Two brand new voices also help bring this track to life. Zeego Zarro has a straight up voice that doesn't sound like anyone else in the business. His dj style is unique and his delivery is at the level of the pro's. Viper has a voice very similar to Mega Banton. It is not so similar as to confuse you (he definitely has his own sound and style), but it's just enough to make you say, "Doesn't he sound like such and such." His lyrical ability is enough for an entirely new article. Let's just leave it at impressive.

The only place this track falls short is a lot of lyrical references to things specific to New York. Most people outside of New York just won't get it. But then again, one listen to the heavy bass and instrumentation of the riddim, and those who cannot appeal to the words will definitely be moving to the thump of the bass.

04 May 2009

Soca vs. Reggae? Who wins?

Growing up in the Caribbean, or another part of the world where Caribbean culture is very apparent, we have all run into this argument. Both sides claim credit as being the best party music, both claim to be the most original, and both have created a unique culture amongst it's indigenous and foreign fans.

If we were to base it off of worldwide influence, who could we say claimed the title? Dancehall has made its way to commercial radio limelight outside of Jamaica for over the last 20 years at least. Now claiming fans of all colors, races and ethnicities, it would be a fair assessment that it has claimed its space in the forefront of world music. Hell, its an official genre and recognized by the American culmination of "good" music, The Grammy's. Soca is not. But, most forget one thing...CARNIVAL..That is right, carnival in Trinidad and Tobago (as well as the other leeward and windward islands) is probably the biggest attraction of any celebration in the world, earning a cult like following from all islands, continents and corners of the globe. Is it the music? Probably more like the atmosphere that the music creates. But at the end of the day, a shining star in a clear glass case that dancehall cannot claim.

I believe for years the "Soca vs. Dancehall" debate was really an inherent "whose island is better" argument, which spilled over into the Caribbean's most popular and recognizable trait...Music.. But in these times it seems we are on the cusp of a major change. For the generation of the late 70's through 90's (my generation) we have had many, many cross over artists. The biggest in my mind to date is a toss up between Byron Lee, and Beenie Man's number one soca hit, "Jump and Wine." Since then, we have seen an influx of reggae and soca artist collaborating and musical masterworks, with sayings, nuances and dances crossing the cultural borders. Even the BPM's of some reggae songs of late can rival that of a Groovy soca song. So it just seemed fitting that eventually, along would come a spider, and spin a web of fusionary bliss between the two.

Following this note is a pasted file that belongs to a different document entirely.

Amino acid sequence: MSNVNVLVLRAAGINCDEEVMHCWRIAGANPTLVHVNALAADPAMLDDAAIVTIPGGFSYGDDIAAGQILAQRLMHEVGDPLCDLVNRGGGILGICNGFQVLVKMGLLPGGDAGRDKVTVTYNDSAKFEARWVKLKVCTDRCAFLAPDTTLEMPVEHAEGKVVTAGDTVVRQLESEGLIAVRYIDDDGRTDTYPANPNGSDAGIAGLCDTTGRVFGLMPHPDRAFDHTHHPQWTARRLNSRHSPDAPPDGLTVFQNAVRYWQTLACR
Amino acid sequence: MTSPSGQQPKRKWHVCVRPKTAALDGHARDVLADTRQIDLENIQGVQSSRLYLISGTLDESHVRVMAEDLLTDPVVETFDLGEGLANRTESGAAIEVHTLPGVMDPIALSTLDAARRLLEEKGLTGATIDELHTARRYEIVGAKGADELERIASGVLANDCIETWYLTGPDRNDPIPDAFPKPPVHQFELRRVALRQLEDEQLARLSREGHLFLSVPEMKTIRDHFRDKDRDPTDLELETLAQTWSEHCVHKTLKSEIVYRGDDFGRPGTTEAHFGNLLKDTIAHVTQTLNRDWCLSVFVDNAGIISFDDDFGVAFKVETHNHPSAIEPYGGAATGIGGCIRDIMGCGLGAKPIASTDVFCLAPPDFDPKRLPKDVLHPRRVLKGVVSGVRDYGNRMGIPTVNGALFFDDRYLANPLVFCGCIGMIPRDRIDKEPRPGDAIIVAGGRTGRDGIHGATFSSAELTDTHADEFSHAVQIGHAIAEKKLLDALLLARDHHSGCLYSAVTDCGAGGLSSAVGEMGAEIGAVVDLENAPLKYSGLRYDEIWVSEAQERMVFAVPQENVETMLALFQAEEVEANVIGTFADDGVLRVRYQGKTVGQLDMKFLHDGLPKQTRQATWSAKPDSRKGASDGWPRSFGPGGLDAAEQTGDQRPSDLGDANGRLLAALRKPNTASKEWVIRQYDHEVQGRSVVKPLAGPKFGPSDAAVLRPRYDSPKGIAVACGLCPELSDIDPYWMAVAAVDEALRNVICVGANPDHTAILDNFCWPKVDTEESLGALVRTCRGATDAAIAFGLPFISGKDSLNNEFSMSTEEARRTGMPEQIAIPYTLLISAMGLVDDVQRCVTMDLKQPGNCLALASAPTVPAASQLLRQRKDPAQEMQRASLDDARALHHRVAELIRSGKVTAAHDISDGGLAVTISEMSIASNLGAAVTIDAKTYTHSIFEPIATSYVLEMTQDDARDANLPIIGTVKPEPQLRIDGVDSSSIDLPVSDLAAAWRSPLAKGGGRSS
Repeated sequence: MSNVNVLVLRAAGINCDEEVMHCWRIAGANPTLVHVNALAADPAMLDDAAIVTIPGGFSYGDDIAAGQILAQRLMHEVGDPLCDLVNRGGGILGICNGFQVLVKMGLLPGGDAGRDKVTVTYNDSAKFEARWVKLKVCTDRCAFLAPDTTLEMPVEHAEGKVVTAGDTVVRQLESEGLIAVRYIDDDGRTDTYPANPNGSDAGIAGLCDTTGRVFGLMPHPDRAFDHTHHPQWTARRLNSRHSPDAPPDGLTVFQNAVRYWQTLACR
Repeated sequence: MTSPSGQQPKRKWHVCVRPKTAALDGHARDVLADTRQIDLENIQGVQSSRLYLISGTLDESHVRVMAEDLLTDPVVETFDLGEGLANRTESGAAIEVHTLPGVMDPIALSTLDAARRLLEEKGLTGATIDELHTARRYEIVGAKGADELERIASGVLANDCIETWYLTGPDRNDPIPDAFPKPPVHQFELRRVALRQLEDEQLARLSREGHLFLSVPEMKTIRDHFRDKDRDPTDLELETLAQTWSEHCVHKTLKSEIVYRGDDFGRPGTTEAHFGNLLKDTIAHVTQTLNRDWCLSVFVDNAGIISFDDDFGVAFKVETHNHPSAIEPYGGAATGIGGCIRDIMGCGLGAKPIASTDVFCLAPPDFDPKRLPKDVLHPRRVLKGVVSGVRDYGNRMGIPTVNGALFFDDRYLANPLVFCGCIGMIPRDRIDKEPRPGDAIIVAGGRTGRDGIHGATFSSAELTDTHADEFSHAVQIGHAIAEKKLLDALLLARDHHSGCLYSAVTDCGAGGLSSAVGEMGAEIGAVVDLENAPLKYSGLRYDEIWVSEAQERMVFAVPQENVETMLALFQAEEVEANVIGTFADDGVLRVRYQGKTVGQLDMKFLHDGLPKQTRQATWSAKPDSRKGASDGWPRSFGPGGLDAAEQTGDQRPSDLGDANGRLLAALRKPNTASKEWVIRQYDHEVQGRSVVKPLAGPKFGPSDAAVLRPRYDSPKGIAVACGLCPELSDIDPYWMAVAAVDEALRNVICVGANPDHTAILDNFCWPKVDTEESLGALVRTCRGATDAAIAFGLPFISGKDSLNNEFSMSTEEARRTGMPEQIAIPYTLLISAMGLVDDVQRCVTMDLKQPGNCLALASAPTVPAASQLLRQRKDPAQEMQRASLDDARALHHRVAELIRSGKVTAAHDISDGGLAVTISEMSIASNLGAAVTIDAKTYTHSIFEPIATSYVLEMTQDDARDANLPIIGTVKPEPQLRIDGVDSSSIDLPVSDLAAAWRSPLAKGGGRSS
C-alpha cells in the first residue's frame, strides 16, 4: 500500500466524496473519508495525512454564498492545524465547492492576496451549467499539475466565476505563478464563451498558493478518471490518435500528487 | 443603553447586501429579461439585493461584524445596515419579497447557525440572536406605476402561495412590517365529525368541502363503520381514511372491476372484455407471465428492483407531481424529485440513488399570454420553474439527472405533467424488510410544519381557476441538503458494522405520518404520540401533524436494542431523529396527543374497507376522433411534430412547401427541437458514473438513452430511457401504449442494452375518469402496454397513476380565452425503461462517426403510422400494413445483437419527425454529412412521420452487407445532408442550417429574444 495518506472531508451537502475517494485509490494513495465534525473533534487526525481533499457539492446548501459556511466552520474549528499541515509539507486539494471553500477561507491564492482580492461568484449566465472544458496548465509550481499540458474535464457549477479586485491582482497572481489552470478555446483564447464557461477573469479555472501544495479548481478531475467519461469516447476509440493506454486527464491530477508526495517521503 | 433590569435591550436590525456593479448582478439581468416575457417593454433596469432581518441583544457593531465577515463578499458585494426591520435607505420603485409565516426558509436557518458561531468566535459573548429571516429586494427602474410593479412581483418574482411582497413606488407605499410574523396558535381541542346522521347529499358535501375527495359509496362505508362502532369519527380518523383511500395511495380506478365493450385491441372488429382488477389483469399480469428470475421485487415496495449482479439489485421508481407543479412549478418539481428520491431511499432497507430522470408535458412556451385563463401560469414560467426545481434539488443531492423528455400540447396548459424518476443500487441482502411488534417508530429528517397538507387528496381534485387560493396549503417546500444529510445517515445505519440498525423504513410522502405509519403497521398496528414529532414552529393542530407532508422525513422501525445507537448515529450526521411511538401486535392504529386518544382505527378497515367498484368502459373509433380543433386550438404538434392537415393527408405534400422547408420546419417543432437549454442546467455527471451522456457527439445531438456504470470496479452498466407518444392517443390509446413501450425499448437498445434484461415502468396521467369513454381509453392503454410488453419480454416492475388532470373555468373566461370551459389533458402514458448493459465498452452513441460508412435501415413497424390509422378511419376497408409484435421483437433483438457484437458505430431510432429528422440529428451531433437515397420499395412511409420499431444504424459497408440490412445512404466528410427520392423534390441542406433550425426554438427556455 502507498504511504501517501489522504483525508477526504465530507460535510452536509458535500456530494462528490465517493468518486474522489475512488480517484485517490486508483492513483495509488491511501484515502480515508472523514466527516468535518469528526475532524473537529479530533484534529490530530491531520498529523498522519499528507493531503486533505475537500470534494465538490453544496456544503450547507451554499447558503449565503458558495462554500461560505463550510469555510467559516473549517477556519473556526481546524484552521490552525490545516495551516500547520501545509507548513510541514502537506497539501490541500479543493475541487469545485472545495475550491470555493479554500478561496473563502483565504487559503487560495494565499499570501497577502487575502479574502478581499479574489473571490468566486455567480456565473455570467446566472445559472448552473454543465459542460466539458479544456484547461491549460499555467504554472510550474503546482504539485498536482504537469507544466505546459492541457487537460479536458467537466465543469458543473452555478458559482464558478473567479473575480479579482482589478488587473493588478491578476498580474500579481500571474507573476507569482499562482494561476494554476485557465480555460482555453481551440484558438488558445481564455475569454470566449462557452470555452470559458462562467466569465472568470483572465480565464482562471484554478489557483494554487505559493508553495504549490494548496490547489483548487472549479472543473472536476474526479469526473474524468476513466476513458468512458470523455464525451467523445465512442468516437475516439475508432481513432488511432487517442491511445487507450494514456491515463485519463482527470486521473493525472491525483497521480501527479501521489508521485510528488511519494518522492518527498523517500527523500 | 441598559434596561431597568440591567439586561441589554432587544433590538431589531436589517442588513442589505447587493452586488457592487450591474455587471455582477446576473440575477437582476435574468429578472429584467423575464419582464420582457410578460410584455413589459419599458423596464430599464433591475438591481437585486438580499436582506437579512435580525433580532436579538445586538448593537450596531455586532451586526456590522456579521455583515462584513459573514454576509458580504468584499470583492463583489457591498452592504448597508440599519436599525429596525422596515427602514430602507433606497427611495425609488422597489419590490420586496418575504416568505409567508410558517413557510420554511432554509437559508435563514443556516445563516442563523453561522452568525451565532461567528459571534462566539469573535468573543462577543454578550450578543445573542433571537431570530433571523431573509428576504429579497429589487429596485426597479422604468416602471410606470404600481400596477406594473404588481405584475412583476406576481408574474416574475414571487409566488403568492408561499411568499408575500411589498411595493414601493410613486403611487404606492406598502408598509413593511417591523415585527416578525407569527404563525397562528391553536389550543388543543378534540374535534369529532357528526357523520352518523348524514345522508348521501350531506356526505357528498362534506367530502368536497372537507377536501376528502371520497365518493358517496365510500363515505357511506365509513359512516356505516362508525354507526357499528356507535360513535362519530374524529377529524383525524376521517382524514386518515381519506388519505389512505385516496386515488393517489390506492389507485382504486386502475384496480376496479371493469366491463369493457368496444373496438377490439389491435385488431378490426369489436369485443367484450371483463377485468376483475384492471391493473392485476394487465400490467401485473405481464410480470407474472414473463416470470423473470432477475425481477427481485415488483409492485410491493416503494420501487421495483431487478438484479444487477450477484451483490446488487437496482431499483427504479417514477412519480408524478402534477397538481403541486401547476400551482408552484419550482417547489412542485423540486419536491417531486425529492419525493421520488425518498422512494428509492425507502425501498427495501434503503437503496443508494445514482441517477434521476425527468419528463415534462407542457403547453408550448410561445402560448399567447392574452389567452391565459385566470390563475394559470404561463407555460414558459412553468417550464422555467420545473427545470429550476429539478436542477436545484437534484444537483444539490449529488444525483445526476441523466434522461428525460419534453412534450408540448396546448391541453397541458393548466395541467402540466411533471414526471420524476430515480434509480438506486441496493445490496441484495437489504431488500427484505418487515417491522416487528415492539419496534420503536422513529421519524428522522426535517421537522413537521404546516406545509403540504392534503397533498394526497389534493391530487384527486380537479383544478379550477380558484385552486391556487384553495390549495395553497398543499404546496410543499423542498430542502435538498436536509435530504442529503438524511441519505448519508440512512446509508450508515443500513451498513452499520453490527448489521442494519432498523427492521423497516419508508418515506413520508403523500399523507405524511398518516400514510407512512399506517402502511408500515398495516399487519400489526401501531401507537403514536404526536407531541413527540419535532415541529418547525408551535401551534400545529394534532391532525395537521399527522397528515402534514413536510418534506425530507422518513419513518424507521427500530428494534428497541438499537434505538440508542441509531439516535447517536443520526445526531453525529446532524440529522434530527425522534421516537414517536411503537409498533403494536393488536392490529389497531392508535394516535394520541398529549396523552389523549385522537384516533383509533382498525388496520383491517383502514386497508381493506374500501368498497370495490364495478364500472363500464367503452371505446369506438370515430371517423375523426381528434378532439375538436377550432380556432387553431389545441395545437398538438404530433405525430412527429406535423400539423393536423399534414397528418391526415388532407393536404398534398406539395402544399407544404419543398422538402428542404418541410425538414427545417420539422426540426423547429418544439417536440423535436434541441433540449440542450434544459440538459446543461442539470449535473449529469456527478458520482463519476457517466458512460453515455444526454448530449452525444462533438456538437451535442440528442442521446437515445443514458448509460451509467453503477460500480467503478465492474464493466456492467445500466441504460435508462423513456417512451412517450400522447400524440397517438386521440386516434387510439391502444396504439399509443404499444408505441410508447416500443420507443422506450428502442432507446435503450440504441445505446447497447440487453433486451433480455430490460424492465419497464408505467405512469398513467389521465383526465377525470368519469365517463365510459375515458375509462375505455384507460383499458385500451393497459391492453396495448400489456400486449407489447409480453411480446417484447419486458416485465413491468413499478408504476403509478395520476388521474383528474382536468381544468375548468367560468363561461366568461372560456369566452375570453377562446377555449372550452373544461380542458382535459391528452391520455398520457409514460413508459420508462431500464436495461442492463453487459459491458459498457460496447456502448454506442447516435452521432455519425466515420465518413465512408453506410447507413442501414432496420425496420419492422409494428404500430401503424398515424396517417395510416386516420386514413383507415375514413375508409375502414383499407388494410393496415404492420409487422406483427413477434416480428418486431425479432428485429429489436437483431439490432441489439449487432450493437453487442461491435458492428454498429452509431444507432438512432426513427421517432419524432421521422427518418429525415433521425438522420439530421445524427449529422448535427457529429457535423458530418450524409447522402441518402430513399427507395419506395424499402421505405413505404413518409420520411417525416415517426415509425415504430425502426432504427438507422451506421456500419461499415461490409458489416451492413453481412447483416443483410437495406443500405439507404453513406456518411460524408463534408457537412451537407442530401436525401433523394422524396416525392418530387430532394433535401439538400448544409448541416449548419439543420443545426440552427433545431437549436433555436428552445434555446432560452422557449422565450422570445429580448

Yet, that attempt has only helped to add fuel to the argumentative fire. Tony "The Mad Architects" debut riddim, entitled "The Major Riddim" was supposed to be the beacon light, symbolizing the union of two cultures, ideals and musical styles. But it has turned into a bigger competition from both sides of the musical isle. (Yes "isle" is purposely misspelled, clever I know). This fusionary music style (name of genre still pending) has sounded the call from soca and dancehall artists, squaring off of the riddim to settle the argument. However, fortunately, and unfortunately, it doesn't seem like we are any closer to settling the beef. The soca artists have come up with some songstry ballads that are sure fire hits; while the dancehall side has stringed together some lightening like lyrics, along with well placed punch lines and hooks, placing them amongst the top of this riddim's elite.

So who will win this epic battle? Who has taken the lead? Seemingly this will be and endless saga that will never end with a clear victory. But it sure is fun to witness!